If you’re only looking to save money on the base price by reducing your vendor’s margin, they’ll be looking to shift or hide costs elsewhere. No matter how good a deal you think you have at the outset, if you don’t track TCO, you will likely lose any savings you may have had at the outset and leave that cost lever unused.

3. Finding the right agreement structure
One of the key decisions a company must make regarding its services is the model or structure of the agreement. In the context of outsourcing services, a fully managed service can be very attractive to an organization with recurring operations handled by an outside specialist, leaving the company free to spend its time and effort on other tasks.

However, organizations that use a managed service must accept that they are ceding some level of control, which increases their risk. Procurement still needs to understand what is going on functionally with the outsourced service provider.

Companies can also choose to use on-demand outsourcing, where they pay for support based on the number of times it is used, or a “Break/Fix” service where they only pay for the work performed. There is no right or wrong answer as it varies from organization to organization. The important thing is to choose the right option.

4. Innovation
When it comes to reducing costs, innovation is a critical piece of the puzzle that should not be missed. And when it comes to pulling the innovation cost lever for outsourcing services, the focus should be on “Big I” Innovation (i.e., digital transformation), rather than “Little i” innovation (i.e., continuous improvement activities).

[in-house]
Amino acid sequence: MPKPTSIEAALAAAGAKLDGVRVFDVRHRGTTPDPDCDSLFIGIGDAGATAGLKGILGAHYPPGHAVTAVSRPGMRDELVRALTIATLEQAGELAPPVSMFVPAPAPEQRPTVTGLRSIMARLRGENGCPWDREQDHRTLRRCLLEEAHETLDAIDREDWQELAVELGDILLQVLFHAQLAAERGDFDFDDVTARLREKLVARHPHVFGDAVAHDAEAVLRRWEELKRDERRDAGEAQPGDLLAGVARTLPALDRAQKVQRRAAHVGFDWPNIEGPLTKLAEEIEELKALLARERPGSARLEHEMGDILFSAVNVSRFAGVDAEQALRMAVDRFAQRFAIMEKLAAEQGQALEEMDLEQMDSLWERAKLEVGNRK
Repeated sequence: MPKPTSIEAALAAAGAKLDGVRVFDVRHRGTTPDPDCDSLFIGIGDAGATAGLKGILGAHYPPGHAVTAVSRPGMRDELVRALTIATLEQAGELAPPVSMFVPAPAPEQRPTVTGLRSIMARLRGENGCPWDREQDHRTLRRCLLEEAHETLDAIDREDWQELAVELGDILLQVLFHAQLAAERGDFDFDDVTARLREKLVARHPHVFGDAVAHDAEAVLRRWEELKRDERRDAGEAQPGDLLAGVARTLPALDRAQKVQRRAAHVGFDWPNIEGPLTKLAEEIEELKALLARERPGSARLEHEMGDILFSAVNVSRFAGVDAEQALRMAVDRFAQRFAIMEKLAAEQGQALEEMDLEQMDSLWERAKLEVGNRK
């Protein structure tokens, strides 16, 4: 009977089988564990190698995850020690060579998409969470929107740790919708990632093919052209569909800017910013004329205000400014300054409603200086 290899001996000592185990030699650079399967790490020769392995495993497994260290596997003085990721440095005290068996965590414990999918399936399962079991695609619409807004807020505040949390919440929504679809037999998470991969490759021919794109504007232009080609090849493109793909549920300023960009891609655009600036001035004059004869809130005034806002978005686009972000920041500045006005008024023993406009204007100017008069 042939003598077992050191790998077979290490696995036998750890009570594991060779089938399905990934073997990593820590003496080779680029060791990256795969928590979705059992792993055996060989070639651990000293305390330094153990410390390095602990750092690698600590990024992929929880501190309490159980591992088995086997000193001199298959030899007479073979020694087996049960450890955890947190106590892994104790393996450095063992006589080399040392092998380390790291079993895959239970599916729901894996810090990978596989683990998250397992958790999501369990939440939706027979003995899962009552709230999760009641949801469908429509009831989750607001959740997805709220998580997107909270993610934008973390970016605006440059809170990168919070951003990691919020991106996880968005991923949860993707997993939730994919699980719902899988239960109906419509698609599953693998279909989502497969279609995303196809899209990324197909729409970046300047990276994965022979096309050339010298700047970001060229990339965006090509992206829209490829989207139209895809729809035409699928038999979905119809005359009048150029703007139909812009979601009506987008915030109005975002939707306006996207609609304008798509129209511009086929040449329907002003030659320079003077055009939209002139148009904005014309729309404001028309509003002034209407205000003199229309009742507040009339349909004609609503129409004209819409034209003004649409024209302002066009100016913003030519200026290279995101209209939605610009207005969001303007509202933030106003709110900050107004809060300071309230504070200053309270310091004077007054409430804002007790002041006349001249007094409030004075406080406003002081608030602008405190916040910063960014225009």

As with the other cost levers we’ve shown, the innovation that is examined in other areas of the business can just as easily be applied to outsourcing as well. Consider all the current industry favorites such as robotic process automation (RPA), AI and machine learning – they can have an impact on costs.

However, despite the growing emphasis on innovation in outsourcing, many organizations are still missing the mark. There is much to be gained by deploying this cost lever in the right way and at the right time.

5. Financial Engineering
Cost lever number 5 takes the modernization and digital transformation found in the innovation space a step further: when it comes to the concept of innovation, it’s not just about the company defining activities for different areas of its categories, but more about how it modernizes the entire solution.

Financial engineering is important to achieve the necessary impact on profits, as the initial capital outlay or investment in the overall business will be significantly higher than a service that does not include these types of outcomes. Organizations may choose to look at alternative funding sources, evaluate potential joint ventures or managed services with flexible margins (in line with traditional financial engineering). Using this cost lever means being creative and perhaps taking the road less traveled to success.

Pull the levers carefully
The 5 cost levers for outsourced services represent an individual and collective cost reduction strategy for outsourced services. Pulling just one would be effective, but using all of them in some way could also yield excellent results.